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“Gerry looked me in the eye and said, ‘Mr. Stevenson, I know what you’re thinking.’ He said, ‘It’s not me. It’s him,’” Stevenson recalls.

Rory “in his own wee shy way” also said, “‘I’m going to be a golfer, sir,’ and this was not parroting what dad wanted or what mum was telling him to do,” Stevenson adds.

“In his genes, in his psyche, in his heart, this is where it lay,” he says.

One thing McIlroy seems never to have lacked is self-confidence.

Gray remembers McIlroy in his midteens surrounded by huge crowds forming a tunnel 40 yards long on a fairway at a tournament.

“He just stood up as nonchalantly as you like, you know? Pulled an iron out, made this swing, whipped the ball onto the green and I’m just thinking, ‘That’s just different class, to be able to focus on your shot with people standing nearly on top of you,’” Gray says. “Never once did he turn around to them and go, ‘Could you stand back please’ like other players would or ‘Give me more room.’ He just accepted it.”

The first time Rory out-drove his father and Colm, he walked up to his ball and then turned toward them 10 yards back and shouted, “Everybody all right there?” the uncle recalls.

“You could never say to Rory, ‘No, you can’t play that shot.’ If you said, ‘You can’t play that, Rory,’ the next day he’d be out practicing it. Fearless, basically,” he says.

This being Northern Ireland, where strong political and religious beliefs have provided excuses for spilling rivers of blood, and Rory being ‘our local lad,’ everyone has a solid opinion about what those who don’t understand the mental anguish of golf cruelly call “the choke.” That, of course, was when McIlroy played like Woods of old for three days at the Masters before blowing the lead on the final round.

Back at home, that epic collapse is now cause for the Northern Irish version of a Gallic shrug. Too young, too eager, too inexperienced, too early in his career, runs local wisdom. Again, those who know him say McIlroy seems to have quickly moved on. And there’s real local pride in the way he graciously accepted his disappointment. In doing so, McIlroy flew the flag for cherished Northern Irish virtues of being honest, polite and grounded. He was “Catch yourself on!” personified. People, not just from Northern Ireland, wrote supportive letters to the Holywood Golf Club.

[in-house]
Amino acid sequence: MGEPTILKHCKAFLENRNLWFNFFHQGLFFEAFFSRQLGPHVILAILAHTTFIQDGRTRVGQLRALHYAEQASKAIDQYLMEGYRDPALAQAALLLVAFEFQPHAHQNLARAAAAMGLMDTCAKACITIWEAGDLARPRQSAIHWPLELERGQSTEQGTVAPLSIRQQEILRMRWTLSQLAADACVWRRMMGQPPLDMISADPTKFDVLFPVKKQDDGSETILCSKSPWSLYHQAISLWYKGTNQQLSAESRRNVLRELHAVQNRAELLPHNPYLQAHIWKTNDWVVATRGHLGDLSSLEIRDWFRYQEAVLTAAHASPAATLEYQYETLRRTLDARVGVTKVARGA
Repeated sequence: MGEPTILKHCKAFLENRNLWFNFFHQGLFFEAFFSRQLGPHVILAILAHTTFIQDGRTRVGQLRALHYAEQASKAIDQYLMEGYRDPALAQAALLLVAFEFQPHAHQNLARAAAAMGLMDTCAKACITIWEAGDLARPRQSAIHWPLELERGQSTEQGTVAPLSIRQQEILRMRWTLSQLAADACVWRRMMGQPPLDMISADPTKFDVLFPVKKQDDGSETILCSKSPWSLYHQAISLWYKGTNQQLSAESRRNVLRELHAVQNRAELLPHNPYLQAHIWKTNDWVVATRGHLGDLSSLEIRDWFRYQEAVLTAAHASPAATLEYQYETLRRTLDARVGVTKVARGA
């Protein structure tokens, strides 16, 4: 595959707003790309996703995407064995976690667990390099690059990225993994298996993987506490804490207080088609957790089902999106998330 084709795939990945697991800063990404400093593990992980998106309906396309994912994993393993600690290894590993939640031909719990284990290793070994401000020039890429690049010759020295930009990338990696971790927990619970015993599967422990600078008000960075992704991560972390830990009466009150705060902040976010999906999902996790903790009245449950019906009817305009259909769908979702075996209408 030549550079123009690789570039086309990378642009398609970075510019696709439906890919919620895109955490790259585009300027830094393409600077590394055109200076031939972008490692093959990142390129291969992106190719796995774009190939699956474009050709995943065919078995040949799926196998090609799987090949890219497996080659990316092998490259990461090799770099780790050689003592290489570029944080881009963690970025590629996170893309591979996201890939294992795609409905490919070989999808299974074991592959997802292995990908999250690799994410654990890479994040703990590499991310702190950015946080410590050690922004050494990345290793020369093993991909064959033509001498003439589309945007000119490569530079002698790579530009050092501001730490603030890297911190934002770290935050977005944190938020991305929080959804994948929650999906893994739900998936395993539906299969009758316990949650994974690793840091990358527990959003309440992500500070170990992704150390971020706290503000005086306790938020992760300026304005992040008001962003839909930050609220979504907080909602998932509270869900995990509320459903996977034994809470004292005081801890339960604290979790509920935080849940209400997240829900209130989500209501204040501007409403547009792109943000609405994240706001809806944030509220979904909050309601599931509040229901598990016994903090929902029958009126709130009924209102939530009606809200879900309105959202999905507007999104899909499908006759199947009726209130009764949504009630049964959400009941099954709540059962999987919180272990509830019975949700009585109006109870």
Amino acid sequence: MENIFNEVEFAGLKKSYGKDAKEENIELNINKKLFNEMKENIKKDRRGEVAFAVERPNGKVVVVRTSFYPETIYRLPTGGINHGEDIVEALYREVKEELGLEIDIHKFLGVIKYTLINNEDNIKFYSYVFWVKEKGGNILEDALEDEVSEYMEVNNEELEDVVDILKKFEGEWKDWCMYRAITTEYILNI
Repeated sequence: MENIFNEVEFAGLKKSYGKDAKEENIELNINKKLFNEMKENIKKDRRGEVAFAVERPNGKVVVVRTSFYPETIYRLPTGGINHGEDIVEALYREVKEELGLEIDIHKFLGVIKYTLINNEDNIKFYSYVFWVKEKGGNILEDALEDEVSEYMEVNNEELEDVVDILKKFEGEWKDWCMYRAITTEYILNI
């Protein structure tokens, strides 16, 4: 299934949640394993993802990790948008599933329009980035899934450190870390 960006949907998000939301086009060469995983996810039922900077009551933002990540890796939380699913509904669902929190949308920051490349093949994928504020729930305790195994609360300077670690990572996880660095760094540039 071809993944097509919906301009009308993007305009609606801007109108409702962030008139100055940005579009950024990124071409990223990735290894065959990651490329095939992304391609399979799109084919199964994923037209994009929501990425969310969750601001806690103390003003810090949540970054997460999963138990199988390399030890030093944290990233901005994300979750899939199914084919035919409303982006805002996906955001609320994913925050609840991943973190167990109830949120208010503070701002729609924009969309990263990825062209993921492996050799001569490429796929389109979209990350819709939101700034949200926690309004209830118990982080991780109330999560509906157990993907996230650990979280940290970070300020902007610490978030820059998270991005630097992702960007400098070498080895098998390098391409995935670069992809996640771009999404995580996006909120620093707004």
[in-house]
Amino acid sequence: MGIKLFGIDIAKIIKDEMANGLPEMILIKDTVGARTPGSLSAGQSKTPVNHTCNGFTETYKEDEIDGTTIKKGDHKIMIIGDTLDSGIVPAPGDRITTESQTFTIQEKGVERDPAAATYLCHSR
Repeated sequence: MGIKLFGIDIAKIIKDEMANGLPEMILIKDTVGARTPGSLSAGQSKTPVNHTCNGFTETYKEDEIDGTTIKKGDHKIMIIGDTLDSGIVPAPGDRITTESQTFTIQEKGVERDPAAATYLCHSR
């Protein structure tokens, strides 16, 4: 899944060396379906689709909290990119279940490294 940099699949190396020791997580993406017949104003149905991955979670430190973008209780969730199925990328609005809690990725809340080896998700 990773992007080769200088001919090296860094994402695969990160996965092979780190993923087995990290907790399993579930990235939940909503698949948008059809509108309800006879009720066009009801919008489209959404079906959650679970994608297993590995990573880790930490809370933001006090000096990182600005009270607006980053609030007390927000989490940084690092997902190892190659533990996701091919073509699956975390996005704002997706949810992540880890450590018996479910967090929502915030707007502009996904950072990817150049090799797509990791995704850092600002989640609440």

“A pile of mail,” Gray says. “He came and picked them up and went home and read them all.”

Northern Ireland people need their heroes, and certainly needed them in the dark days of the Troubles. … Somebody who speaks like us, who comes from our place whose only real claim to fame is that we murder each other at regular intervals,” Stevenson says. “Rory has now occupied, probably, that No. 1 slot in the hearts and minds of Northern Ireland people, right across all the communities. … Rory has cut through all of that.”

Colm says the Masters experience “will make him stronger, definitely.”

“He has so much belief in his own ability,” he says. “The way he looks at it, you know, is he had those three days and you can’t not be a world-class player if you lead the Masters after three days.”

Bannon adds: “His game’s too good to be scarred by this type of thing, you know? He’ll come back stronger, and he’ll do it, he will. Tom Watson blew up in a lot of Opens; I mean you’ll never hear that now, and he won five of them. There’s a lots of guys that blew up in last rounds until they learned how to handle it.”

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